A seemingly nonstop chain of quick, concentrated storms over the past few weeks are adding up to headaches and expenses around Washington County.
"Here you just get the road straightened up or the culverts cleaned out and you've got to redo it," said Waterford Township Trustee Doug McCutcheon.
Two township employees worked approximately 12 hours of overtime each this weekend trying to repair roads, trees, and culverts that suffered through weekend storms that many Waterford residents described as being like a tornado.
Emily Smith Special to the Times
A large thunderstorm caused flooding in the Beverly-Waterford area Saturday including this area along Waterford Road near Township Road 49.
"It was pretty wild. We had a tornado go through in 1993 and it kind of sounded like that," said Righteous Ridge Road resident Neil Huck.
The rain seemed to be falling horizontally Saturday afternoon and the visibility was so poor that Huck could not see his barn, 120 feet from his back door.
"It took a lot of trees down. We ended up with three tree tops in the corn field and it laid a little bit of the corn down," he said.
Friday: .06 inches
Saturday: 1.01 inches
Monday: 1.95 inches, breaking one-day record of 1.92 set July 22, 1953.
Source: Marietta Wastewater Treatment Plant
The heavy rains also caused flash flooding in Flint Run and Wolf Creek near Huck's home.
Quite a few people had water in their houses, said Waterford resident Phillip Crane.
"It ran down the highways and into houses which we've never known to happen before," said Crane.
The storm hit the Righteous Ridge Road and Buchanan Road area particularly hard, he added.
"You can see in that area where it was a tornado-like effect in that it blew down trees in a path you could see," said Crane.
In Beverly, the Starfire gas station lost the canopy that covered its gasoline pumps, said Jay Hockenberry.
Hockenberry owns Auto Choice, which sits across from Starfire on Ohio 60, and recalled going outside Saturday afternoon to see the canopy toppled over.
"We got like two-and-a-half-inches of rain in a short period of time and I think that's what collapsed the canopy," he said.
The gas station was open Monday, but the canopy had not been replaced and they were not selling gas, he added.
A call to Starfire's parent company was not immediately returned.
Hockenberry said a poker run went on as scheduled in Beverly Saturday, but it took a rather interesting turn because of large amounts of water on the roadways.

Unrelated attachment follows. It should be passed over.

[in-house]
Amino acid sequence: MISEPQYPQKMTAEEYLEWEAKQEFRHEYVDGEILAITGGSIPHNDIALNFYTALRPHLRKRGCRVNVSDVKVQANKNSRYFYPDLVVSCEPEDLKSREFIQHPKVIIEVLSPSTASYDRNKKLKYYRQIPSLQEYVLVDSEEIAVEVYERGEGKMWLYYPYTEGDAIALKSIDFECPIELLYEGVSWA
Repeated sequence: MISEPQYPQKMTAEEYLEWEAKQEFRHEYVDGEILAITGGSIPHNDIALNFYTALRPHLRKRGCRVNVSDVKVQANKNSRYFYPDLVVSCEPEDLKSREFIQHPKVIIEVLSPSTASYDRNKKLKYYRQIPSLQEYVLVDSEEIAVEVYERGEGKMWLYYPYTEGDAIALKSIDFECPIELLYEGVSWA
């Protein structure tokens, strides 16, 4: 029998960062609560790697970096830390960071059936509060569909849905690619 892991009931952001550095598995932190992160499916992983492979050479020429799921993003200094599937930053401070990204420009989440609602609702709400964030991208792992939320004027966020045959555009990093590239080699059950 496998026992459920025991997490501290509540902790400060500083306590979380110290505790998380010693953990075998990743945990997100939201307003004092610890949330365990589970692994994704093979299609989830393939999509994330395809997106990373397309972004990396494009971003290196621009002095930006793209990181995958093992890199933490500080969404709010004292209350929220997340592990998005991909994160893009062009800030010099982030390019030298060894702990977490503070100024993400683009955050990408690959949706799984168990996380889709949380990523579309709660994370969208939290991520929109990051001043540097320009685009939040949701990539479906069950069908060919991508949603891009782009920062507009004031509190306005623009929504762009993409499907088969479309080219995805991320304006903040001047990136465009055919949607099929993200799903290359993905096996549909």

"People were detouring and driving on the sidewalks because the water was so high," he laughed.
Monday brought more heavy rains as crews worked to right the weekend damage.
"We're in Waterford right now and we see a lot of tree damage just in localized areas," said Washington County engineer Roger Wright Monday afternoon.
The previous week, county crews worked overtime cleaning up after a storm that hit Lowell hard, he said.
"We had to basically postpone our normal work two weeks to go around and clean up trees," he said.
The chip and seal program will have to wait until the county catches up on storm cleanup, he said.
Marietta City Hall workers continued Monday to dodge the drippy ceiling that had caused the Marietta Police Department's dispatchers to pack up and move on Saturday.
The building's roof is currently under construction and the leak Saturday occurred because Canton contractor Buxton Roofing had not properly sealed off the roof, said Mayor Joe Matthews.
"I know it was leaking profusely again (Monday). It was running clear down the steps again," he said.
Matthews is uncertain the extent of monetary damage done by the continually leaking roof, but said the contracting company will likely have to pay for damage and overtime hours that city crews spent cleaning up after the damage.
As long as the rains continue, so too will the leak, he predicted.
"As long as it's raining, they can't do much to patch it," he said.